With the government shuttered, you'd think my email inbox would get a temporary reprieve from something like this: Rep. Diane Black berating insurer Community Health Alliance's offer of smartphones to people who purchase its coverage through Tennessee's insurance exchange.
It turns out the smartphones are configured to make it far easier for enrollees to communicate with their caregivers. They also provide specific information on less pricey after-hour alternatives to emergency rooms, such as urgent care sites. To get a smartphone, an enrollee would have to enter a wellness program and visit a primary care doctor within six months of purchasing coverage.
I estimated if every fifth CHA enrollee avoids an ER visit or hospitalization once a year, the phones would pay for themselves.
Black, a nurse by training who is married to a physician, apparently crunched different numbers. "This is an absurd abuse of taxpayer money and a reminder of just how pathetic of a program (the Affordable Care Act) is," she insisted in her statement.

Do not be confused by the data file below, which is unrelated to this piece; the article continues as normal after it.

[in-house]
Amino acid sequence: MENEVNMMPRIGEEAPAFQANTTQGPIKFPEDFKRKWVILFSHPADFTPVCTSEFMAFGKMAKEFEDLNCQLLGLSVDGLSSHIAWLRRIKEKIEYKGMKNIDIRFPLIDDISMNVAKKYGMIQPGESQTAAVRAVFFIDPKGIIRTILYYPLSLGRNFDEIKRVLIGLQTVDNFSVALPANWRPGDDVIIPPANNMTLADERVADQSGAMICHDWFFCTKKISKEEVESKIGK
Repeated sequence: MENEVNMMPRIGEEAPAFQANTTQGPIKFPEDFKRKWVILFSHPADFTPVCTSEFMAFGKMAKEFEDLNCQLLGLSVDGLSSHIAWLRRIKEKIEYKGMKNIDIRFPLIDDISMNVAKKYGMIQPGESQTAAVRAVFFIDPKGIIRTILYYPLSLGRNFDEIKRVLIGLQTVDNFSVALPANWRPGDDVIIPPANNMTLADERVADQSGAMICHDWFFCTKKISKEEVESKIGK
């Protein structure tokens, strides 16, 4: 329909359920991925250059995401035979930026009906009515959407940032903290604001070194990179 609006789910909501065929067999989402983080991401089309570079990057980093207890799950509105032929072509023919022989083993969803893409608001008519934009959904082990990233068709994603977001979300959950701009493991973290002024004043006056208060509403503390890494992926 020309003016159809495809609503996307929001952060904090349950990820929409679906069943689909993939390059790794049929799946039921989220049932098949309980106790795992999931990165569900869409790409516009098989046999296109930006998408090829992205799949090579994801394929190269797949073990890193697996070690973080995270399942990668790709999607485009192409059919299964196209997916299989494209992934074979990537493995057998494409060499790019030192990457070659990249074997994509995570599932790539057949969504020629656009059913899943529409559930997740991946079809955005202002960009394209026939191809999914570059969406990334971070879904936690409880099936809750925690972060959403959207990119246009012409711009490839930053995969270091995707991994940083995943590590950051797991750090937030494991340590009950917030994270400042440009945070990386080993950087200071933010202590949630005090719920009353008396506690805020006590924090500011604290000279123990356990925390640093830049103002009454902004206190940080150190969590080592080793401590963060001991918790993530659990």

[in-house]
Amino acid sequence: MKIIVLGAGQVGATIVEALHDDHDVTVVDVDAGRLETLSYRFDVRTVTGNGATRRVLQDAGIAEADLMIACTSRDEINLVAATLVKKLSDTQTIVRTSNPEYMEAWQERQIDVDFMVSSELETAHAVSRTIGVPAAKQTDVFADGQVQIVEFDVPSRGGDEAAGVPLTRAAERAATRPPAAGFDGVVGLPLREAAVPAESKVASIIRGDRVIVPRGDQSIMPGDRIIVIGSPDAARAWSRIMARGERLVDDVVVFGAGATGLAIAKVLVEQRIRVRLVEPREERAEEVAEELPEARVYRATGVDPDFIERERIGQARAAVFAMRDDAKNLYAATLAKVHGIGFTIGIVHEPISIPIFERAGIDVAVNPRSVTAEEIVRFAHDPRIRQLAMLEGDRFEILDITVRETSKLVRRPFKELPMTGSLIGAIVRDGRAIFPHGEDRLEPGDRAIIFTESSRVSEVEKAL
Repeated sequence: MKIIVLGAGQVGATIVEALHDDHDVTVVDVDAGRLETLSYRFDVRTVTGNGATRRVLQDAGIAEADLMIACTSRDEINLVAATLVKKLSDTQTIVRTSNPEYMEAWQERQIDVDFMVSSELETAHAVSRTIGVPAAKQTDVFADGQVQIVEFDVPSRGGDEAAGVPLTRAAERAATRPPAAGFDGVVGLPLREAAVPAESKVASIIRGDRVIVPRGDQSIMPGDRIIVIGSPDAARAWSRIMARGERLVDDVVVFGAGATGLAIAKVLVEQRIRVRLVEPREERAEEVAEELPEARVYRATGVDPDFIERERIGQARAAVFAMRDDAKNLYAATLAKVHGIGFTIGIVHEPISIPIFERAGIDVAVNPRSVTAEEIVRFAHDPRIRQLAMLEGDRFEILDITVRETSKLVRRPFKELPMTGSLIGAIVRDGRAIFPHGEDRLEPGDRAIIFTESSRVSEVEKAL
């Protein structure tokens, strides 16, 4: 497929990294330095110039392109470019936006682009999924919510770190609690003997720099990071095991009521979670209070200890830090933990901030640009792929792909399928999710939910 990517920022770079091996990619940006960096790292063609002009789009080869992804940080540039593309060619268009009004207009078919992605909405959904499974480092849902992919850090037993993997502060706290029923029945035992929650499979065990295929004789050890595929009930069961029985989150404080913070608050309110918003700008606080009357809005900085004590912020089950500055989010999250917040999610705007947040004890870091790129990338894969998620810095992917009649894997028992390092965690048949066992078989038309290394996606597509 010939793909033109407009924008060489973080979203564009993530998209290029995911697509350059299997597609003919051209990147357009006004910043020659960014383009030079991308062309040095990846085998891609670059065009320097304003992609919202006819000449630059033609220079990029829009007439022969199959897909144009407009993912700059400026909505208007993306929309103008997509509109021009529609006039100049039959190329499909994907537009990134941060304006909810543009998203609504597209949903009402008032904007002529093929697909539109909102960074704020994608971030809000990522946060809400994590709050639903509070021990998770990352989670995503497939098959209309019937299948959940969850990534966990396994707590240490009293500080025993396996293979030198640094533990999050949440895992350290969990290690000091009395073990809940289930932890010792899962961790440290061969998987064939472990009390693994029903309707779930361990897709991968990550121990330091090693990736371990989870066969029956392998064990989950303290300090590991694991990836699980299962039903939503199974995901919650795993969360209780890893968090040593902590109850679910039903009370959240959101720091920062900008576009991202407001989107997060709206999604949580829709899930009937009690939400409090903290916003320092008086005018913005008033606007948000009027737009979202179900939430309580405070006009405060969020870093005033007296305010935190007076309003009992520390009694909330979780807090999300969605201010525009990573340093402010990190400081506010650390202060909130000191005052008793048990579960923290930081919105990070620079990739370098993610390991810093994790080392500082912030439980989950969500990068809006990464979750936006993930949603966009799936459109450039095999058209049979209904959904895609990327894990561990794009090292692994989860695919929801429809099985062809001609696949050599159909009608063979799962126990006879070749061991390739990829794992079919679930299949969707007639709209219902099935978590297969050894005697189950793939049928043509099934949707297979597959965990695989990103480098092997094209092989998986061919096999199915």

I spoke briefly with Tom Flanagin, Black's media liaison, to ascertain where taxpayer money comes into play, as the CHA made clear enrollee premiums were paying for this program. Flanagin said he'd get back to me.
I presume Flanagin was furloughed not long after he hung up the phone, because he hasn't responded to my subsequent calls and emails.
Black's opining came just a day after a heartbreaking New York Times story noting that the states rejecting Medicaid expansion--Tennessee included--are home to nearly 70 percent of the nation's poor uninsured African-Americans. Many earn far too little to qualify for tax subsidies to purchase coverage on the insurance exchanges, which means they're shut out from the ACA entirely.
Although the Volunteer State has the most generous income eligibilities for Medicaid in the Deep South, a single person earning $10,000 a year won't qualify for subsidies. By contrast, someone earning $11,491 could purchase subsidized insurance for $19 a month. In some other states, the subsidized premiums would be as low as $1 a month.